Game Design and Development

BSc (Hons)



Entry 2018

Duration

UCAS code

Location

students can apply

Book a place on our Open Day

Entry requirements

A levels

There are no specific subject requirements.

BTEC Extended Diploma

DMM - there are no specific subject requirements.

Applicants on Access Programmes

Meet UCAS tariff of 112. There are no specific subject requirements.

International Baccalaureate Requirements

112 UCAS tariff points to include at least 80 points from 2 HL subjects. Plus HL 3 or SL 4 in Maths and English Language and Literature A or English B.

Plus minimum of

GCSE English and Mathematics at grade C or 4 (equivalents accepted).

English language requirements

Minimum IELTS at 6.0 or the equivalent.

If you do not meet the IELTS requirement, you can take a University of Bradford pre-sessional English course. See the Language Centre for more details »

CIFS entry requirement

If you are an International student and do not meet the entry requirements for direct entry onto this course you may be interested in our Certificate of International Foundation Studies (CIFS)

80 UCAS points or equivalent (see individual country pages for details) plus a Maths qualification equivalent to GCSE Grade C. UKVI approved IELTS of 5.0 overall with no sub-test less than 5.0.

CIFS modules to be taken

Students study the four core modules plus TWO of the following modules:

  • Foundation in Human Biology
  • Foundation in Chemistry
  • Introduction to the Social Sciences
  • Global Business Environment
  • Foundation Mathematics 2

Progression requirements for degree programme

An overall average of at least 50%

Learning and assessment

Students will experience a wide range of teaching and learning environments. Concepts, principles and theories are generally explored in formal lectures, discussed and debated in associated tutorials and seminars, and demonstrated in laboratory classes. Practical skills are developed in studio, laboratory, and workshop sessions, taking advantage of the University’s, and its partners’, extensive software and hardware provision.

Professional, personal, and presentational skills are developed through discussion and small-scale project work which involves problem solving and design exercises. These are often tackled through collaborative learning in small groups supported by members of academic staff. Larger–scale project work is used to bring various aspects of your programme together. A particular strength of this programme is the contribution made to the teaching programme by successful practising animation professionals.

Each 20-credit module on the programme requires students to commit 200 hours of study. Some of these hours will be formally timetabled - lectures, laboratories, seminars, tutorials and workshops – and others will involve students in carrying out private study. The balance between these forms of study changes as students pass through the three years of the programme.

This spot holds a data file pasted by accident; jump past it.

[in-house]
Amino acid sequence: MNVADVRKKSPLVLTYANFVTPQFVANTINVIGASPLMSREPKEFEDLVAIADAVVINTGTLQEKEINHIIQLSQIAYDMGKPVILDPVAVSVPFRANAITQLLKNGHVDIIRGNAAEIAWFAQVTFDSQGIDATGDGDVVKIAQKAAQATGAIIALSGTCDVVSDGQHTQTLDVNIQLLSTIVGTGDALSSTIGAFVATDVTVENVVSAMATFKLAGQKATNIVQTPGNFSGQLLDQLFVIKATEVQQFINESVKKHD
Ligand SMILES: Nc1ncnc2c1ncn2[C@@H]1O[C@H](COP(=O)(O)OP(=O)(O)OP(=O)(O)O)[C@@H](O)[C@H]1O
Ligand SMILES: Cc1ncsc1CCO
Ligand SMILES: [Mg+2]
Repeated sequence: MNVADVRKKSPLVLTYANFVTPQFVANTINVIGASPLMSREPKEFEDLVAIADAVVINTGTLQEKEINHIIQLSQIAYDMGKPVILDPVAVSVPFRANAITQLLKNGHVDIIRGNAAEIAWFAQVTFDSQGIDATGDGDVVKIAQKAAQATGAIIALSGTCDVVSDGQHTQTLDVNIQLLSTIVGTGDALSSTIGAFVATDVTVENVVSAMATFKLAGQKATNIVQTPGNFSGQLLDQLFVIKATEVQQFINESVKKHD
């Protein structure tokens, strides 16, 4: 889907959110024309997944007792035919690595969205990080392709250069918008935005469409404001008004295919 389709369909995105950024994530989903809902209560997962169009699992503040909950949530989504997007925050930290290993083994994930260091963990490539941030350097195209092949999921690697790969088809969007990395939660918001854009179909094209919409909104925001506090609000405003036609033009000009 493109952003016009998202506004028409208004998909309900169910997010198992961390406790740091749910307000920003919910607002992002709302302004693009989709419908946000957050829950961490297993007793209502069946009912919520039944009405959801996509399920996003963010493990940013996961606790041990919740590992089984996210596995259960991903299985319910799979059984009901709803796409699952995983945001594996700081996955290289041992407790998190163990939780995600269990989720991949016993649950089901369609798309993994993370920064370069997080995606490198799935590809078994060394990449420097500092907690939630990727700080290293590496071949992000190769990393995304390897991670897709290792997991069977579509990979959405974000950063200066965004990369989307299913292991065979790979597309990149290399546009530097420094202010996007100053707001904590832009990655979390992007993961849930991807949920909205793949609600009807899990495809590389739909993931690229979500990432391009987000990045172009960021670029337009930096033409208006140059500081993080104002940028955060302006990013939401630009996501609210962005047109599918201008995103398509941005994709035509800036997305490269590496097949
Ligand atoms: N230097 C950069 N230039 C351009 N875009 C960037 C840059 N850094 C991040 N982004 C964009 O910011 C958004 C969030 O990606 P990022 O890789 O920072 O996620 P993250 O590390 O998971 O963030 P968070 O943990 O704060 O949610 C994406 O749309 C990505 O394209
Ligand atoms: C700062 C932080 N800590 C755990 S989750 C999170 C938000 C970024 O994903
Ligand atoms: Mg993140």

Basic principles and concepts are addressed in the first year (Stage One) of the studies. In the second year (Stage Two) a more analytical approach is taken, and in the final year (Stage Three) students will have the opportunity to synthesise and critically review the knowledge, understanding, and skills they have gained throughout the programme. They will also have the opportunity to shape elements of their own learning experience, by selecting optional and elective modules, and defining their own project briefs.

Facilities

Production facilities include HD video and broadcast TV cameras, broadcast TV studio, Outside Broadcast Truck, lighting rigs, track and dolly, jib arm crane, Steadicam, audio recording studio, photography studio, digital stills cameras, digital printers, Macs and PCs with Adobe Creative Suite and industry standard editing software. Equipment is free for students to use and small budgets are provided for project work.

All course books, journals and online resources are provided in the library.

Study abroad

This programme provides the option for students to undertake a work placement or period of study abroad between Stages 2 and 3.

Students wishing to take this option will be registered for the 4 year programme.

Study support

Our comprehensive support services will help you to achieve your full potential – both academically and personally. 

We provide all you need to make the very best of your time with us, and successfully progress through your studies and on into the world of graduate employment. 

Our support services include: 

  • Personal tutors 
  • Disability services 
  • Counselling services 
  • MyBradford student support centres 
  • The Students’ Union 
  • Chaplaincy and faith advisers 
  • An on-campus nursery 
  • Halls wardens 

We have well-stocked libraries and excellent IT facilities across campus. These facilities are open 24 hours a day during term time, meaning you’ll always find a place to get things done on campus. 

Our Academic Skills Advice Service will work with you to develop your academic, interpersonal and transferable skills. 

Research

There is a healthy and growing programme of collaborative work with industry, much of it research based.

This is managed through the dedicated Digital Media Working Academy, which has also generated its own funding and is notable for housing a state-of-the-art motion capture system.

This is the current course information. Modules and course details may change, subject to the University's programme approval, monitoring and review procedures. The University reserves the right to alter or withdraw courses, services and facilities as described on our website without notice and to amend Ordinances, Regulations, fees and charges at any time. Students should enquire as to the up-to-date position when applying for their course of study.